Rooting young people through cultural heritage in modern Alaska

Professor Arleigh Reynolds, Doctor of Veterinary Medicine at University of Alaska Fairbanks, shared a moving story at the One Arctic, One Health conference about George Attla, whose actions and example left a great mark in small Alaska Native communities.

Professor Reynolds emphasises that One Health thinking has always been part of the worldview of indigenous peoples. Comprehensive One Health does not mean just intervention in diseases but also the health and well-being of the individual and the community, which includes physical and mental health as well as cultural and spiritual well-being.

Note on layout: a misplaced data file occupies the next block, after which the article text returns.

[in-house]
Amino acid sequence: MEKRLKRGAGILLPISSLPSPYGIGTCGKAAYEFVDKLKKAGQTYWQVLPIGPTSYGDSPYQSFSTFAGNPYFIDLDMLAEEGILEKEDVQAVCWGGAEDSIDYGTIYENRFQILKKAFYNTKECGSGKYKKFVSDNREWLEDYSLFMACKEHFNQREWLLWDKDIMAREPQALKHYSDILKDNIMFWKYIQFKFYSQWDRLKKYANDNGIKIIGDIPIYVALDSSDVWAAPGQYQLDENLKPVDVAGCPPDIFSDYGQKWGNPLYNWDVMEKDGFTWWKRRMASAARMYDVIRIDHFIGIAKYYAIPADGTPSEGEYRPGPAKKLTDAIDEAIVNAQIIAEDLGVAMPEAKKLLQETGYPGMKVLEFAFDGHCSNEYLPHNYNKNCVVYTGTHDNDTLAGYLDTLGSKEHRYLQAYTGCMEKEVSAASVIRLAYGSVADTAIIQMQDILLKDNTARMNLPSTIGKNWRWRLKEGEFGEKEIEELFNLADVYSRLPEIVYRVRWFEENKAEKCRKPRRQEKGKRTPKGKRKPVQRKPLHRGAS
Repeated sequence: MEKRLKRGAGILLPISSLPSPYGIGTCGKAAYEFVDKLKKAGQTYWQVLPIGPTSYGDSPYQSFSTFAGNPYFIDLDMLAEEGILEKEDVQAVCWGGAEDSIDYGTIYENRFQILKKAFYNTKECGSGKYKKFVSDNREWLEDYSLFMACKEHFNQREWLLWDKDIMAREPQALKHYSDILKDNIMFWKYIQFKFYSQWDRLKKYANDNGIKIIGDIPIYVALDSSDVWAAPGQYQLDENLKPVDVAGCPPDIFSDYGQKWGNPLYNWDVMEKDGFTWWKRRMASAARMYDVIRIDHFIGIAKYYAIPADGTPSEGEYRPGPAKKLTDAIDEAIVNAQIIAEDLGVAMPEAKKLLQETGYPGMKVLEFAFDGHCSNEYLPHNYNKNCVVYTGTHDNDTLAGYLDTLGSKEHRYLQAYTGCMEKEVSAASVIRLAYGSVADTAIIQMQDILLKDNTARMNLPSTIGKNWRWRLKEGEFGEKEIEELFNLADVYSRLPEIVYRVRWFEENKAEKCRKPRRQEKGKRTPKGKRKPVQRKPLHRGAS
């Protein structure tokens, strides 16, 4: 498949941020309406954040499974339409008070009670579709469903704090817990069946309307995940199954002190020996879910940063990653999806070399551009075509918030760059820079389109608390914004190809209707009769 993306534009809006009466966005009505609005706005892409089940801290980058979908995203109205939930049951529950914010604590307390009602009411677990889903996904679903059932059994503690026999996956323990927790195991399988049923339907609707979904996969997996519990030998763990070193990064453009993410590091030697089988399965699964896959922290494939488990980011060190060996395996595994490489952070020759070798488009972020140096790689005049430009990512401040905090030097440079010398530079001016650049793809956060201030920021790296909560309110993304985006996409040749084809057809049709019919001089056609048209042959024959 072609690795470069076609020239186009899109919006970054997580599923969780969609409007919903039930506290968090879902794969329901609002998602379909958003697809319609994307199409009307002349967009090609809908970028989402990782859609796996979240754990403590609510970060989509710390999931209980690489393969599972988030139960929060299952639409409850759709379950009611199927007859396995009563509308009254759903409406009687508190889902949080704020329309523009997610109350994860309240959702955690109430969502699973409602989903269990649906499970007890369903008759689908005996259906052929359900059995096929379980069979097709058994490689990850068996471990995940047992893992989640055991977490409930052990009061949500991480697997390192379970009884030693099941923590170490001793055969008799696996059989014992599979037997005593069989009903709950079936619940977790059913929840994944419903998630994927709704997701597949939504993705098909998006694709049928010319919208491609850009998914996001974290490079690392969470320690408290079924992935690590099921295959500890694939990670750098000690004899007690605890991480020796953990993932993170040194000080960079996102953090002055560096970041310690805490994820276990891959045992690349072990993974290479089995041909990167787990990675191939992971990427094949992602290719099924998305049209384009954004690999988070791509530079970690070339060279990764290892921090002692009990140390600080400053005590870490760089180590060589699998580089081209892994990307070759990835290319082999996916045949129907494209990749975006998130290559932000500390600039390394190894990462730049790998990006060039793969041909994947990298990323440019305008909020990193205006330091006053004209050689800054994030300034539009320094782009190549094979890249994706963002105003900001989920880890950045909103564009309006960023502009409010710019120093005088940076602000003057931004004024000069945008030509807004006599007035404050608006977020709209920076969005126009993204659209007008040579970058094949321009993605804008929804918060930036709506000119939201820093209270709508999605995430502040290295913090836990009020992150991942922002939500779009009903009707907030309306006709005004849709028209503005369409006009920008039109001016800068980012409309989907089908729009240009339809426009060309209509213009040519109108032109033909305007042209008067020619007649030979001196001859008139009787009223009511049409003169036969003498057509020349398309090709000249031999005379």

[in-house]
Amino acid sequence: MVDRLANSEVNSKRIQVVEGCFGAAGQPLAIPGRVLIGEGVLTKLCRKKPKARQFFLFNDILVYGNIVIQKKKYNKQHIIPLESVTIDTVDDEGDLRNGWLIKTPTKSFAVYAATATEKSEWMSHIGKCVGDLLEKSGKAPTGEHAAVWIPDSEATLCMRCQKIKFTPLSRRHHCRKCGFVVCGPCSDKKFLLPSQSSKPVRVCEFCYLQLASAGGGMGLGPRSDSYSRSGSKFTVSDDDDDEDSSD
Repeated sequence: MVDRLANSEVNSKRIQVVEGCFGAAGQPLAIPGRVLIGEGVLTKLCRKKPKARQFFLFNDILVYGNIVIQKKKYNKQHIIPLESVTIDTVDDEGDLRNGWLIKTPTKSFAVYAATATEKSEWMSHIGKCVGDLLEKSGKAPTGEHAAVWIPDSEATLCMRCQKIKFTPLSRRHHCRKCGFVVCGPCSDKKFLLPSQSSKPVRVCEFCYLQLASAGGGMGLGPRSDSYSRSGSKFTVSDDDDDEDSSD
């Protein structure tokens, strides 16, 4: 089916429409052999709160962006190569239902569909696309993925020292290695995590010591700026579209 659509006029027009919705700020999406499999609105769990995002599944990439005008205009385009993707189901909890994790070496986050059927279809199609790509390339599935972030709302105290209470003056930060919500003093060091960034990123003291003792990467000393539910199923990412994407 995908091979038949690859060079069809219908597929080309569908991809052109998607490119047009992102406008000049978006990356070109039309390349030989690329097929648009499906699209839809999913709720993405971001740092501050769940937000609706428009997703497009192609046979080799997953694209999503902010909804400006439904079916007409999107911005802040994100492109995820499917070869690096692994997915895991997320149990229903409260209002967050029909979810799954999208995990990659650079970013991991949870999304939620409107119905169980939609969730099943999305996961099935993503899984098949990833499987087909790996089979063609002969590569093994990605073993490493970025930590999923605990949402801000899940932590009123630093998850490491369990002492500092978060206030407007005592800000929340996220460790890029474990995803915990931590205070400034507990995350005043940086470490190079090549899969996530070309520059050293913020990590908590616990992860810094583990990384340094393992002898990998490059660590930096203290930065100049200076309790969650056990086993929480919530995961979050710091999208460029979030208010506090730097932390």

After George Attla’s son Frank died unexpectedly of an asthma attack in 2012, George established the Frank Attla Youth & Sled Dog Care-Mushing Program in his memory. The programme was targeted at all children and young people in Huslia from kindergarten to high school.

George wanted his programme to activate young people in dog sledding activities because he saw it as a chance to save them from social exclusion.

“Three times a week, all children and young people helped take care of the dogs and train them. They learned a variety of skills: they built doghouses, cleaned dog pens, fished for the dogs’ meals and rode dog sleds. At weekends, dog sled races were held in Huslia,” says Professor Reynolds.

Arleigh Reynolds, University of Alaska Fairbanks (Photo: Seija Leskelä)

Read the full article and the story about George Attla here.

Last updated: 27.3.2019